Federal Reserve Looking to Snatch Up Corporate Bond ETFs

Exchange-traded funds (ETFs) are regarded for helping to inject liquidity into the bond markets and as such, the Federal Reserve is looking to snatch up these funds as opposed to actual debt issues. The Fed is planning to buy up to $100 billion in corporate debt, which should help fuel corporate bond ETFs.

“The past week’s raft of Federal Reserve stimulus measures had an unusual feature: The central bank will, for the first time, buy up to 20% of the assets of U.S.-listed exchange-traded funds that provide broad exposure to investment-grade bonds,” a Barron’s report noted. “DataTrek believes that ETF purchases may be a way for the Fed to support the banks. Nearly 26% of the iShares iBoxx $ Investment Grade Corporate Bond ETF is bank debt, notes DataTrek.”

One fund to take advantage of the Fed’s corporate bond-buying spree is the WisdomTree U.S. Corporate Bond Fund (BATS: WFIG). WFIG seeks to track the price and yield performance of the WisdomTree U.S. Corporate Bond Index, which is designed to capture the performance of selected issuers in the U.S. investment-grade corporate bond market that are deemed to have favorable fundamental and income characteristics.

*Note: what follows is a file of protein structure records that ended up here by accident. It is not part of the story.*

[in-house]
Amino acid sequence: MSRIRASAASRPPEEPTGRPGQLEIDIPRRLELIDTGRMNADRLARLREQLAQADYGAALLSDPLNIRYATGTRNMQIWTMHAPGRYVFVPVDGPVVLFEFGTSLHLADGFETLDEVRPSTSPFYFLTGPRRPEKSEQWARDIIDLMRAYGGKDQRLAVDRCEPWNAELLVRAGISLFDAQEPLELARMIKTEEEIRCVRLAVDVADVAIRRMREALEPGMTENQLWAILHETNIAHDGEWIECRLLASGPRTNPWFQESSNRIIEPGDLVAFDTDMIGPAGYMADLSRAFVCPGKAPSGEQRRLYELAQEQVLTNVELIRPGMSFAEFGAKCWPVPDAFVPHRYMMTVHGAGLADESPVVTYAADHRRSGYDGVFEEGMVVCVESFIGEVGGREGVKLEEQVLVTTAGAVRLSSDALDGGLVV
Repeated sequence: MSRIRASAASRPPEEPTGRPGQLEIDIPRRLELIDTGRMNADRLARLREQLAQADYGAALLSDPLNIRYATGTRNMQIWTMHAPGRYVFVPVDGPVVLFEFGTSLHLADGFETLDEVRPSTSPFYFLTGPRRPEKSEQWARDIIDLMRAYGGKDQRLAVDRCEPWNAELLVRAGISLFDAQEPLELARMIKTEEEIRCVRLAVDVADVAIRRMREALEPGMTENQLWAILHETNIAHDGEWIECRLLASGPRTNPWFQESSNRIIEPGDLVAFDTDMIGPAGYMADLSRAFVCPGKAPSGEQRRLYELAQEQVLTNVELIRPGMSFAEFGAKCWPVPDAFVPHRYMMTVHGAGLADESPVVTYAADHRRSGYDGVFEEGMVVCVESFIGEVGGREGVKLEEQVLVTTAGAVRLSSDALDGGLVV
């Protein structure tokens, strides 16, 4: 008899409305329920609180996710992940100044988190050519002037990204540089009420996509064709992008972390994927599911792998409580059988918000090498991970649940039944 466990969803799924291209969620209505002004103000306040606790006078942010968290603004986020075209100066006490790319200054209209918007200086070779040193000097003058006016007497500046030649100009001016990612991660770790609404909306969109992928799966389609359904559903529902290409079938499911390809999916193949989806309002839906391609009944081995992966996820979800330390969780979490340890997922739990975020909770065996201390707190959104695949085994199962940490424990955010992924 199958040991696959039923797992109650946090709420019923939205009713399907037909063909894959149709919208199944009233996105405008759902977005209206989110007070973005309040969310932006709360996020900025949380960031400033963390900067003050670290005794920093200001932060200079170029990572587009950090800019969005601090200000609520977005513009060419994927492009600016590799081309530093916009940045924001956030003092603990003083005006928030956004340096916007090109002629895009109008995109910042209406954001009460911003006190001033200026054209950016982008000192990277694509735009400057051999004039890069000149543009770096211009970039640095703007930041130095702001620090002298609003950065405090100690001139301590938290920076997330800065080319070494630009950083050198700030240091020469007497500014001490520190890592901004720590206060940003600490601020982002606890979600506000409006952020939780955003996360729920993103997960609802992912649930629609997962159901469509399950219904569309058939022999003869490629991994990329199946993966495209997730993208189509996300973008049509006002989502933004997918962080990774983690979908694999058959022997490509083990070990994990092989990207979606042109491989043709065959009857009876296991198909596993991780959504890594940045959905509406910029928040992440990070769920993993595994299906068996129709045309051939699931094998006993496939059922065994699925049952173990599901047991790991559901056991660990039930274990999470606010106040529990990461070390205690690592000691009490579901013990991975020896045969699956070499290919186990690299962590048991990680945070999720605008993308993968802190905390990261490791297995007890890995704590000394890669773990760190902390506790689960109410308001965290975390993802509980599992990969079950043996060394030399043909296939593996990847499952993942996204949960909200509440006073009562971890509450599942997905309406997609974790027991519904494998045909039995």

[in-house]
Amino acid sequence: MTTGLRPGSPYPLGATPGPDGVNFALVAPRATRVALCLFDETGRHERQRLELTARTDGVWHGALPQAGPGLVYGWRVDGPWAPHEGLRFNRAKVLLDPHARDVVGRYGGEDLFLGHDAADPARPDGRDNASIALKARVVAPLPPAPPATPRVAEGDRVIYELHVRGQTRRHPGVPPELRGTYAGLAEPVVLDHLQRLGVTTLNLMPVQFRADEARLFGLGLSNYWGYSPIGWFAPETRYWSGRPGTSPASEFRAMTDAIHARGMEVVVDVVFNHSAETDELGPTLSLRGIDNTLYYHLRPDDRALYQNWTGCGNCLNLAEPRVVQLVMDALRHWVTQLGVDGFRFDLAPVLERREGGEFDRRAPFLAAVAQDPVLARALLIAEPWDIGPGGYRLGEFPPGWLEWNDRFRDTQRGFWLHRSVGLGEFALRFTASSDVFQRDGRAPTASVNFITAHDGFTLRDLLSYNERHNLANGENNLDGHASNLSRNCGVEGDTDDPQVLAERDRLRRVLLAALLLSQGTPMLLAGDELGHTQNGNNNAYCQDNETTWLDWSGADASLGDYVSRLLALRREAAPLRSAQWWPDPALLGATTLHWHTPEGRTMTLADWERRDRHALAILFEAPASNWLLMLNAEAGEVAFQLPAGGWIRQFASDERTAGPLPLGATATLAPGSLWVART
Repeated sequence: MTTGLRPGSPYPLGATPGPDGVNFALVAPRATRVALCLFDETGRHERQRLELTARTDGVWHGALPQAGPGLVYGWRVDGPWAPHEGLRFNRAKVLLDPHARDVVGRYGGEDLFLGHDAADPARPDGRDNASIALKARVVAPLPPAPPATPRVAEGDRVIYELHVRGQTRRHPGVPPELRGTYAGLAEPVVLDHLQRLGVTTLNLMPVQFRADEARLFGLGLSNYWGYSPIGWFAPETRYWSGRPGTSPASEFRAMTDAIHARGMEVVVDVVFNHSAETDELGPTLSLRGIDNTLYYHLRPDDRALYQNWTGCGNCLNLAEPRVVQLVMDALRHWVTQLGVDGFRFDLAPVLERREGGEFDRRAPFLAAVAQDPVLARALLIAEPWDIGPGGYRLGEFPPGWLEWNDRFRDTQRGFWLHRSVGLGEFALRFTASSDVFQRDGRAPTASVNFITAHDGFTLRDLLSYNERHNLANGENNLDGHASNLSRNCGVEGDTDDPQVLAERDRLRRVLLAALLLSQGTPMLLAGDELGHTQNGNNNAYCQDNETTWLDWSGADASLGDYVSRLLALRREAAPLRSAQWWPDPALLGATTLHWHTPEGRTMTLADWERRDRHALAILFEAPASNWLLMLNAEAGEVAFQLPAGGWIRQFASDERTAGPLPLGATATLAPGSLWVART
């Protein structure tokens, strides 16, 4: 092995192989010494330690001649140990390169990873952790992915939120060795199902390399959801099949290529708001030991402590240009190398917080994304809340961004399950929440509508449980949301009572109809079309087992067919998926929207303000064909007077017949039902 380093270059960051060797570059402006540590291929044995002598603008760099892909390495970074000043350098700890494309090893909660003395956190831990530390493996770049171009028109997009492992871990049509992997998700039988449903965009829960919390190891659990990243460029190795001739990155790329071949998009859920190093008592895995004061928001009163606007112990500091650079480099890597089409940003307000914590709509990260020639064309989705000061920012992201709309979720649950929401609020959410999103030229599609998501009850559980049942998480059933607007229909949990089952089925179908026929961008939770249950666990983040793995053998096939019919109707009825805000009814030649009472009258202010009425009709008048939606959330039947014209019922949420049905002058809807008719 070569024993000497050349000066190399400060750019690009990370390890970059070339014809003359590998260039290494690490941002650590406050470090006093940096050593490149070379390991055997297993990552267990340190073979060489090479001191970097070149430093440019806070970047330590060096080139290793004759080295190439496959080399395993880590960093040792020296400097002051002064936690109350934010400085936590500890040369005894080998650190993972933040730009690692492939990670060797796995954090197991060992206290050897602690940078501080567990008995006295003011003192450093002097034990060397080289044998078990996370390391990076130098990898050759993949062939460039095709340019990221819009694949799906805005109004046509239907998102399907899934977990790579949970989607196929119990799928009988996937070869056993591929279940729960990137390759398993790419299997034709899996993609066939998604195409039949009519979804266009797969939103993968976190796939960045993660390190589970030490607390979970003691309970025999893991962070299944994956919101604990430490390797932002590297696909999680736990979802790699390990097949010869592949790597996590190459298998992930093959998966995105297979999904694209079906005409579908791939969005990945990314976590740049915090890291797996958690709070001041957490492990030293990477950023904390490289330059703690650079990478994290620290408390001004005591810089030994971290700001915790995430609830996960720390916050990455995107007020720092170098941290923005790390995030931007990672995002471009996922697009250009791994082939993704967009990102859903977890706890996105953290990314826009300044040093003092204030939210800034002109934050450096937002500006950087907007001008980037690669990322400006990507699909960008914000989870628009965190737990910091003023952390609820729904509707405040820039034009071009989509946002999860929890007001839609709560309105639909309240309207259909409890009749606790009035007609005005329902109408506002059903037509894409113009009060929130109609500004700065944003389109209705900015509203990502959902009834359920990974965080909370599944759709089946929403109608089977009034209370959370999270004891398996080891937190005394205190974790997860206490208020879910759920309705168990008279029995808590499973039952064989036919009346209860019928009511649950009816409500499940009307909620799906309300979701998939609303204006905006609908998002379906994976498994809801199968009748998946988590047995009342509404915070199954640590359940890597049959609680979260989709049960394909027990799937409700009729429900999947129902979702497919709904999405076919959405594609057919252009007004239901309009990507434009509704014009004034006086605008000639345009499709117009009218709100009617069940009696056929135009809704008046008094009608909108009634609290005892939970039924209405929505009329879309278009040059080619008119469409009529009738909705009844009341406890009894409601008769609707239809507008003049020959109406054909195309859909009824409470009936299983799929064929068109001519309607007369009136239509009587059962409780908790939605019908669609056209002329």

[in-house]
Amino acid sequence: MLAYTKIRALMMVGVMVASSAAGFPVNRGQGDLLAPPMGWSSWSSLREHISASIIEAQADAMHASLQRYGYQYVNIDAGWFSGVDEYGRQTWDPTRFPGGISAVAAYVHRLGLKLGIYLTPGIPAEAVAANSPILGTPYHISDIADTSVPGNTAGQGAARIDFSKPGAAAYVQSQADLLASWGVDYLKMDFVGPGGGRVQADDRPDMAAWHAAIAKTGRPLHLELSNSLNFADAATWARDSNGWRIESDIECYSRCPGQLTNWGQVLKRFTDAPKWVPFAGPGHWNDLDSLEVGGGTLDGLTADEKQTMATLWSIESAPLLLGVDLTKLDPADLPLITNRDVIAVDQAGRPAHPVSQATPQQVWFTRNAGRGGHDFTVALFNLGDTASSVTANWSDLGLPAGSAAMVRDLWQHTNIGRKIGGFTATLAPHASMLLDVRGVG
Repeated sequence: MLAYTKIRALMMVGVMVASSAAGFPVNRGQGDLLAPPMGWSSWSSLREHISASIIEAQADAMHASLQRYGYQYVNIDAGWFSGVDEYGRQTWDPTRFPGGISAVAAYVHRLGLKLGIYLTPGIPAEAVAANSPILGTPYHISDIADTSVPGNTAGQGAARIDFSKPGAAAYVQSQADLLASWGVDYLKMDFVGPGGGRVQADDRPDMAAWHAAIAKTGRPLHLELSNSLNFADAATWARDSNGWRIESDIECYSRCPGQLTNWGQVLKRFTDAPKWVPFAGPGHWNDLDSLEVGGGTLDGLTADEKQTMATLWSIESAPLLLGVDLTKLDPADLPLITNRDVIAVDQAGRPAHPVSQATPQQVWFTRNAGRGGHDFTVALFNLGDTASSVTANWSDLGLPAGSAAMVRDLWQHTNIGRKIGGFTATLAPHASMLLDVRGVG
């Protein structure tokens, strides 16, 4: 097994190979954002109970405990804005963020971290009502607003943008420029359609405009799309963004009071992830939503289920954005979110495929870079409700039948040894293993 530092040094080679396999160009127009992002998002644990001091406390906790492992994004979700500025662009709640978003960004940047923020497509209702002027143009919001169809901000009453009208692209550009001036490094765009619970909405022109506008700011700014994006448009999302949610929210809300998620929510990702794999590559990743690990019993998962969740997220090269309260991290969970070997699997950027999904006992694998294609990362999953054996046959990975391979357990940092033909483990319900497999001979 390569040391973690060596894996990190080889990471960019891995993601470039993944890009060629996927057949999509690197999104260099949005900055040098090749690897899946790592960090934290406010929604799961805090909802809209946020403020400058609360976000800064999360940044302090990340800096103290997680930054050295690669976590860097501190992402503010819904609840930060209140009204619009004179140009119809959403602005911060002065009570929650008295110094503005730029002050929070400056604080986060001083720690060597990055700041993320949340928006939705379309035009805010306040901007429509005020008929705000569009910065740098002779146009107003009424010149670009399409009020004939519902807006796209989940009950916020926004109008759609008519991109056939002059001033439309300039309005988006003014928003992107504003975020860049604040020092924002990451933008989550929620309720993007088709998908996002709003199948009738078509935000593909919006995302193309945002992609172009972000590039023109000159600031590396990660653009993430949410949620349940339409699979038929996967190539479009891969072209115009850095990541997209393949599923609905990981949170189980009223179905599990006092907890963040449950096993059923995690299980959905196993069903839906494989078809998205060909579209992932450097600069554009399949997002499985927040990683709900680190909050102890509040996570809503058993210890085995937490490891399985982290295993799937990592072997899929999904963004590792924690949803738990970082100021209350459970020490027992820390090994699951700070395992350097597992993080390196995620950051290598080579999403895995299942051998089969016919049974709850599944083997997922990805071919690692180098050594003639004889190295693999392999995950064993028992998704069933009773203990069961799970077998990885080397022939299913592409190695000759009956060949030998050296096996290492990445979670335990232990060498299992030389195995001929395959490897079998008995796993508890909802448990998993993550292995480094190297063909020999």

A few other ETFs to consider:

  1. SPDR Portfolio Short Term Corp Bd ETF (NYSEArca: SPSB): SPSB seeks to provide investment results that correlate with the Bloomberg Barclays U.S. 1-3 Year Corporate Bond Index. Once again, O’Leary would benefit from the reduced exposure to volatility with SPSB’s investment in shorter-duration debt with maturities less than three years. In addition, SBSP minimizes credit risk by constructing a debt portfolio that contains only investment-grade bonds with companies that are less likely to default.
  2. ProShares Investment Grade—Intr Rt Hdgd (BATS: IGHG): IGHG tracks the performance of the Citi Corporate Investment Grade (Treasury Rate-Hedged) Index so it invests in long positions in USD-denominated investment grade corporate bonds issued by both U.S. and foreign domiciled companies and short positions in U.S. Treasuries.  O’Leary likes to minimize downside risk, so he would probably prefer a corporate bond ETF with a debt portfolio in investment-grade bonds, which is where IGHG invests 80% of its capital. Investment-grade allows investors to mitigate credit risk by allocating capital towards debt issues that are less likely to default versus less-than-investment-grade issues.
  3. Vanguard Short-Term Corporate Bond ETF (NASDAQ: VCSH): VCSH tracks the performance of a market-weighted corporate bond index with a short-term dollar-weighted average maturity–the Bloomberg Barclays U.S. 1-5 Year Corporate Bond Index. VCSH debt holdings mirror those found within the index, so U.S. dollar-denominated, investment-grade, fixed-rate, taxable securities issued by the industrial, utility, and financial companies comprise the debt portfolio. Furthermore, in order to curb volatility in the bond markets, maturities are relatively short-duration issues–between 1 and 5 years until maturity.